April natural gas is set to open 3 cents higher Wednesday morning at $1.89 as traders begin to focus on a lessening of supply for 2016 although season-ending storage set a record. Overnight oil markets were mixed.

Analysts see declining supply throughout 2016 and hint at a rebalanced market with stout season-ending inventories.

“Our 21-basin gas supply model shows U.S. dry production down by 5.2% in 2016. Appalachia is the only region in which our model shows growth, with today supply up by about 900 MMcf/d in 2016,” said Jefferies analyst Jonathan Wolff in a report. “Supply gains in this basin are offset by declines across all additional basins that we track, with the largest declines coming from the Eagle Ford (-900 MMcf/d), Anadarko Basin (-650 MMcf/d), and Barnett, Fayetteville, and East Texas (all falling by about 500 MMcf/d).

“We model total supply decline of 6.2%, with increased exports to Mexico and a decrease in net imports from Canada. We model supply down by 1.7 Bcf/d during the summer ‘refill season.'”

Jefferies doesn’t make any specific price predictions but said “longer-dated strips are holding up. Despite squishy cash markets (April trading at about $1.85/MMBtu), 2017+ ($2.73/MMBtu) have held up well due to reduced industry capex and slowing growth trends. The better tone to gas has surfaced in recent private market transactions that seem to confirm long-term value in gas.”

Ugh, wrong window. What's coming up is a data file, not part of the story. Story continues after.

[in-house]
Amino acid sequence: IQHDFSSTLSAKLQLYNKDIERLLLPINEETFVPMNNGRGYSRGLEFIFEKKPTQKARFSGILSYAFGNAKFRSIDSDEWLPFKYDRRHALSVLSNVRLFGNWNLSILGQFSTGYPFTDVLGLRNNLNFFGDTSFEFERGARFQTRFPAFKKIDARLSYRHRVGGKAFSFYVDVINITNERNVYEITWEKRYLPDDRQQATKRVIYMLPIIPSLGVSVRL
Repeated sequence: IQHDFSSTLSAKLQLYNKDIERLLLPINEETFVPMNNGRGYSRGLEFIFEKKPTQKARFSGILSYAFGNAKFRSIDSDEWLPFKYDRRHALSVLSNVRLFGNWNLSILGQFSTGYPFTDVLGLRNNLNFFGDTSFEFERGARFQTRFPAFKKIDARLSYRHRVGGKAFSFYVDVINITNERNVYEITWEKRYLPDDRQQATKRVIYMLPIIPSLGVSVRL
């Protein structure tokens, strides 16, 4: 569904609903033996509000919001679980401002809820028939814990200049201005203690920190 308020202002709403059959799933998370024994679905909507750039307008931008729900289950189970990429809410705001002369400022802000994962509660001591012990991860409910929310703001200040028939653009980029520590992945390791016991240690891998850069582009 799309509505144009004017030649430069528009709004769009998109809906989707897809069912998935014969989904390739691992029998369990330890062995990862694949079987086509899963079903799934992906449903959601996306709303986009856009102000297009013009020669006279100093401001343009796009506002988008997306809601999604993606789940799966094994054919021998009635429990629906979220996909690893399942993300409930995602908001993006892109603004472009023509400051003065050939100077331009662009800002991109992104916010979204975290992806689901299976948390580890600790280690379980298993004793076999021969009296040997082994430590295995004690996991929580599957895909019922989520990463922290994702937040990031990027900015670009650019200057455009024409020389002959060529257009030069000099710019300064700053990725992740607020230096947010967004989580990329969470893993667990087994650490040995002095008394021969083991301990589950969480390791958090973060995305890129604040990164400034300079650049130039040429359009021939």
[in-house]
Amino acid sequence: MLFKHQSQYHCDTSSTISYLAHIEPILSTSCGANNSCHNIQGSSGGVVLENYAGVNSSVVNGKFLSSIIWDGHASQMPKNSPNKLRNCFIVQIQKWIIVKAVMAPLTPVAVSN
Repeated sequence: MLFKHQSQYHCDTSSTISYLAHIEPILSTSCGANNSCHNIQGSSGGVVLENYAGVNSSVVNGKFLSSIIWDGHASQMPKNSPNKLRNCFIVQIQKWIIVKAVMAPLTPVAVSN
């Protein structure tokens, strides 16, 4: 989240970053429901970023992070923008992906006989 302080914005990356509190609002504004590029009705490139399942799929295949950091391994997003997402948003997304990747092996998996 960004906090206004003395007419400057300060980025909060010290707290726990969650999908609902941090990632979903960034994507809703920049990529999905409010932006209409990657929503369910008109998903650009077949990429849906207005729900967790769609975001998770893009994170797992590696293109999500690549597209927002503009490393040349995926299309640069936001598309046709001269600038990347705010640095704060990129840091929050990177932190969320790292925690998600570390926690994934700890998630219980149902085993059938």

Thursday’s storage report is expected to show the season’s first build. “We are expecting an 11 Bcf injection this week, which would be the first injection of 2016,” said industry consultant Genscape Energy in a report. “DTI and TCO posted 1 Bcf and 1.7 Bcf withdrawals, respectively, while ANR, NNG and several South Central facilities posted injections. GWHDDs declined by 23 week/week, which suggests a decline in space heating demand of close to 25 Bcf, while power demand also appears to have declined slightly.

“Although milder temps led to a large decline in power loads, coal took most of the decline this week, allowing gas gen to fall by only (0.2 Bcf/d). Supply declined by 16 Bcf, driven by a decline in both production and imports (-6 and -9 Bcf, respectively).”

A build in next week’s storage report looks likely as well. The National Weather Service (NWS) forecasts below-normal heating load in key eastern and Midwest markets. For the week ended March 26, NWS predicts New England will see 162 heating degree days (HDD), or 28 below normal. New York, New Jersey and Pennsylvania will likely experience 146 HDD, or 23 below its seasonal tally, and the greater Midwest from Ohio to Wisconsin is likely to have 158 HDD, or 19 below normal.

In overnight Globex trading May crude oil fell 31 cents to $41.14/bbl and May RBOB gasoline rose fractionally to $1.5268/gal.